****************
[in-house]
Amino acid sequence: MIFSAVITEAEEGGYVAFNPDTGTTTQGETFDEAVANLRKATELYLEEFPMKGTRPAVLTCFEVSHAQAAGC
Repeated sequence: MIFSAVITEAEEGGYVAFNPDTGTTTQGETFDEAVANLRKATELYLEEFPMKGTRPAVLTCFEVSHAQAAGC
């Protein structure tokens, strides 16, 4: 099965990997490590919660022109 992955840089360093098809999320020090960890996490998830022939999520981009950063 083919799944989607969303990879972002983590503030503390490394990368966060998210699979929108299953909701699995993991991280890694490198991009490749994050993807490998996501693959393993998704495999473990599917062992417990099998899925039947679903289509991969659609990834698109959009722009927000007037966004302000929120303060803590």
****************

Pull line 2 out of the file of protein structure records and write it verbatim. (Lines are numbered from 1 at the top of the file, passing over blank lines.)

Amino acid sequence: MIFSAVITEAEEGGYVAFNPDTGTTTQGETFDEAVANLRKATELYLEEFPMKGTRPAVLTCFEVSHAQAAGC